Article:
A neighbor and I were on our way to Halifax, Vt., Saturday morning when, coming around the corner to a small East Colrain produce farm, we were confronted by an unexpected catastrophe.

Farmer and friends were standing on the driveway below his hillside home, marooned from West Leyden Road by a muddy torrent as wide as Green River, maybe wider, tearing through his brookside pumpkin patch. I’m not exaggerating when I say you could have whitewater rafted through that meadow at around 11:15 a.m., helmet and flotation gear mandatory for survival. No lie, that wild — huge excitement for a little hilltop community dating back to the French & Indian Wars’ line of forts.

The potential natural disaster had already drawn a crowd of neighborhood characters by the time we arrived, including affable tie-dyed tree-man Blue Sky, “branch manager,” animated as usual, chatting with onlookers about the spectacle. It’s not every day an upland September meadow becomes a roaring river. Being familiar with the landscape, I immediately knew the cause. Decades-old beaver ponds a half-mile or more up the road, in a peaceful hollow once farmed by my Snow/Miller ancestors, had busted loose. Many times I had visited the overgrown, derelict farmstead north and east of that wetland to exercise and bathe my Springer Spaniels in the third of a series of at least four beaver ponds. I never traveled far enough back to get the exact count, but there were four I knew of.

Many times, as my dogs romped, I had remarked to whoever was accompanying me that all hell would break loose if a dam broke under the pressure of heavy rain. Well, it happened Saturday and was quite an event until the basin drained, sending a destructive pulse of water through East Colrain and into the Green River below, briefly polluting potential Greenfield drinking water with giardia and other harmful parasites or bacteria associated with beaver colonies.

When my friend and I returned from Halifax after 4 p.m. to inspect the damage, the roads and bridges had weathered the incident remarkably well, touch-up repair needed here and there. The damage was nowhere near as bad as the devastation that had occurred nearby, perhaps 10 years ago, above Camp Apex on Peckville Road in Shelburne. That rainstorm dam-break left a deep washout that closed the road for days, until it could be filled and repaved. Not so Saturday at Fort Lucas Road, where we drove over an intact post-flood culvert funneling the small stream under the road. Whoever built the hand-fitted stone collar surrounding that culvert should be proud of a job well done, because it proved miraculously capable of handling the ferocious flood that swallowed it without sweeping it away.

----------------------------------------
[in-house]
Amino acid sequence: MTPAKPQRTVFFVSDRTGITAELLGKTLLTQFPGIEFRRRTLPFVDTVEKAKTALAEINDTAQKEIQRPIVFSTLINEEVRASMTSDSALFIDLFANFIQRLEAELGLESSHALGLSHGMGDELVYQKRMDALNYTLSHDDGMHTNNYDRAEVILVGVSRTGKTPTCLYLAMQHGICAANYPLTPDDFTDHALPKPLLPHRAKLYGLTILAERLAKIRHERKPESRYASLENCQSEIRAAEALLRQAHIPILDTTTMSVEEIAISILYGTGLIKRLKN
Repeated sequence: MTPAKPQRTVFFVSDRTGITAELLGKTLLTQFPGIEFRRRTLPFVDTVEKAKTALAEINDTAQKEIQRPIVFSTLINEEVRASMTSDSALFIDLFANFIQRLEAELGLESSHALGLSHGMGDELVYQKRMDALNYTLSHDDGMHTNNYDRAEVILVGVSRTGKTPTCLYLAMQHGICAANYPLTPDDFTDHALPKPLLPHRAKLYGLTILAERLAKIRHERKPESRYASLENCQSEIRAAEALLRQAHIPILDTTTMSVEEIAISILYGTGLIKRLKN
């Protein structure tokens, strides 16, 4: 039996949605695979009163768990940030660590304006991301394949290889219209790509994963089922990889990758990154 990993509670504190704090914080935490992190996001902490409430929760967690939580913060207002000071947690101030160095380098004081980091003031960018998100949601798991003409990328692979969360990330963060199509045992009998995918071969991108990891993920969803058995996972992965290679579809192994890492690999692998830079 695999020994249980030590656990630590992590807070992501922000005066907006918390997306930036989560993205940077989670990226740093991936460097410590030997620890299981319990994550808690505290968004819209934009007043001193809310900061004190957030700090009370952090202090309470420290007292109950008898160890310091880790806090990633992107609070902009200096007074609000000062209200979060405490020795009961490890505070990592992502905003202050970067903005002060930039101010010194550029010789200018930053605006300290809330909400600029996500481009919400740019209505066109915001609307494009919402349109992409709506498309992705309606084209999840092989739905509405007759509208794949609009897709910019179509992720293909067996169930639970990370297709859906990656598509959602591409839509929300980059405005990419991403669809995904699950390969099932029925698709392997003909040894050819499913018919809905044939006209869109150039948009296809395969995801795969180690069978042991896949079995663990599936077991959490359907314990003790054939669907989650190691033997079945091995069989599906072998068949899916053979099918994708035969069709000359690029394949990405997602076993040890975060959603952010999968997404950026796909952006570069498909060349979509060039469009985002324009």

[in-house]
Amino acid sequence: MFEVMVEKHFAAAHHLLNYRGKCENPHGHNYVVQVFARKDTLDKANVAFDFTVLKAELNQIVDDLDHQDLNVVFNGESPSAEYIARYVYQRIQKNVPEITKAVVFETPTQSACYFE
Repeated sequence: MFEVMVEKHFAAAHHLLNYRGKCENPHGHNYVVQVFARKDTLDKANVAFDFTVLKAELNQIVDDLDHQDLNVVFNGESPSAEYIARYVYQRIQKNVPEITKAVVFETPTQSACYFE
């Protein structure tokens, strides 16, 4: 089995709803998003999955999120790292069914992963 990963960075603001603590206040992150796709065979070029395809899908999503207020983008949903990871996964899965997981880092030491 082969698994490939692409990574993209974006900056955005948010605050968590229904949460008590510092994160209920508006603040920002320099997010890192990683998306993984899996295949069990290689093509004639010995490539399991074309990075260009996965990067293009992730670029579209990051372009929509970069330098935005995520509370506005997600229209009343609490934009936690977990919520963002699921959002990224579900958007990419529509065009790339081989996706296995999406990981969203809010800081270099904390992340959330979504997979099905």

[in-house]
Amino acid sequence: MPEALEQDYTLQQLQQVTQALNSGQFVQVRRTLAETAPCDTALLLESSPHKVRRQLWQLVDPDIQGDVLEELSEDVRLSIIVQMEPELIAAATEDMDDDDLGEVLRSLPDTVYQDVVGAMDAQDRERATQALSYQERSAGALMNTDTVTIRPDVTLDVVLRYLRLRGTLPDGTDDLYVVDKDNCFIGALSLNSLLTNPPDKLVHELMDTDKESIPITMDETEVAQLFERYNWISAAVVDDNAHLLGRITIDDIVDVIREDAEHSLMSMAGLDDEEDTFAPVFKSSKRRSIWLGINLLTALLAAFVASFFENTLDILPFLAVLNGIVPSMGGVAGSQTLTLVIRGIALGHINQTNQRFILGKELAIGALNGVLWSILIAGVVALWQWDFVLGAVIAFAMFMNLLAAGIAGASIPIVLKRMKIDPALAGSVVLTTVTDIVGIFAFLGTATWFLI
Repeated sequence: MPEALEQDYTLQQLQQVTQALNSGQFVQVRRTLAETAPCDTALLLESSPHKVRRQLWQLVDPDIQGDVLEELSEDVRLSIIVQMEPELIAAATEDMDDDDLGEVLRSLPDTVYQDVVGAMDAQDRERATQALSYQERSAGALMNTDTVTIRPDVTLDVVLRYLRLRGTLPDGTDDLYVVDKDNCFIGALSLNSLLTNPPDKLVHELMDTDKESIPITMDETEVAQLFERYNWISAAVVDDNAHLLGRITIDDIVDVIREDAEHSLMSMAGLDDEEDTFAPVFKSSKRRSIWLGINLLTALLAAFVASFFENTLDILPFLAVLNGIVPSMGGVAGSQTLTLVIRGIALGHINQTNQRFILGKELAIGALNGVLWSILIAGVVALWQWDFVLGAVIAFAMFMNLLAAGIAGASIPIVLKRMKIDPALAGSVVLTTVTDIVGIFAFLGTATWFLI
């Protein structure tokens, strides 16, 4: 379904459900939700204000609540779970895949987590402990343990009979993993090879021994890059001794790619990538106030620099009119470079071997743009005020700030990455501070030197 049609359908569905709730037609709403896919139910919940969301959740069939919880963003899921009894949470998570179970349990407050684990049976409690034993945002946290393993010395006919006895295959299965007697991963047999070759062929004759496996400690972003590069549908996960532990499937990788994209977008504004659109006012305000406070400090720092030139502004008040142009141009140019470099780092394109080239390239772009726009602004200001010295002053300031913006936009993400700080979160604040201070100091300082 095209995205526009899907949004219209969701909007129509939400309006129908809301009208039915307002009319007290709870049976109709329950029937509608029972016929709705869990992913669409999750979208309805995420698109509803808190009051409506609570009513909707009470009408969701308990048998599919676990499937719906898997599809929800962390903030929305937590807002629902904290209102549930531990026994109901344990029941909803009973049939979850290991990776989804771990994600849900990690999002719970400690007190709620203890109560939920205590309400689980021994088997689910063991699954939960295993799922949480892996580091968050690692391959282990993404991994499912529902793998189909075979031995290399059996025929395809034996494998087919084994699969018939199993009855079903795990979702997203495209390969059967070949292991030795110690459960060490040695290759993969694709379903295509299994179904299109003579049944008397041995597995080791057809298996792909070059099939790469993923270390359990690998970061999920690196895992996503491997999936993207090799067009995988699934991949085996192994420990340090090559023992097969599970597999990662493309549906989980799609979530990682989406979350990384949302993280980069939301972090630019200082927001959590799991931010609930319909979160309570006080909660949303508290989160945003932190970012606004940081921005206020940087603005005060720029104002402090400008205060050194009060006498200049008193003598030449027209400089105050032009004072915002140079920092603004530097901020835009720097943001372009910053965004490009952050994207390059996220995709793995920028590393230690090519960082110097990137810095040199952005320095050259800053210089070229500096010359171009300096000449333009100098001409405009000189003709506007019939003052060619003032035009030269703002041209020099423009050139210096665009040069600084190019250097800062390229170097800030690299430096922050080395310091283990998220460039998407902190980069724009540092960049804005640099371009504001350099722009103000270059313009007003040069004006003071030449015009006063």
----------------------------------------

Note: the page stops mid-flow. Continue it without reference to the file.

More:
Sunday morning, I drove out past the old farmhouse and partway into an adjacent overgrown mowing with my wife, grandson and dogs to check it out. Nothing appeared to have changed from afar. I didn’t go all the way back to see precisely where the break had occurred, but the wetland looked undisturbed — dead, gray, triangular pine skeletons centered, hemlock and poplar along the lips, hardwood ridges forming a deep green V. But undoubtedly by then the industrious beavers, always fast and efficient, were already patching the hole.

On my way out, crossing the damaged land bridge, I looked upstream at the path of destruction. All I can say is that it’s fortunate no one was standing in the streambed that day, because they likely would not have survived.

”Yep, those are the beavers we protect,” said a sarcastic abutter, shaking his head, referring to state regulations adopted in 1996 forbidding leg-hold traps that once kept the potentially destructive wetland rodents in check. Yes, it’s true they create wetlands and habitat beneficial to fish and birds and wildlife. I understand that, and even support it to a point. But I must admit I’ve stood and observed that marsh and beaver ponds many times, thinking to myself how much nicer that hollow must have looked when my ancestors farmed it. I have pictured the land cleared, the hayfields scalped, tree lines following roads and stonewalls, meadow stream unobstructed and clean, probably pure enough to drink from, definitely squaretail water. A lot has changed since then.

In 10 more years, unless something is quickly done to reopen it as farmland or a clearing, that hollow will look a lot more like it did in 1740 than at any time since. The hardy Colonial Colrainites trapped the beavers, traded their pelts for supplies, drained the swamps, and built the fortified house known as Clark’s and Lucas’ fort. After the Native threat subsided in the 1760s came orchards, pastures and mowings, sugar bush and shacks, working farms with stately dwellings and barns, corncribs and henhouses, cider mills, distilleries and tanneries. Over time, most have been relegated to stone-clad craters, some larger than others. Soon this ancestral relic will join them in obscurity, buried under young forest that’ll rapidly grow old.

My people vanished long ago. Their farm’s following their path.

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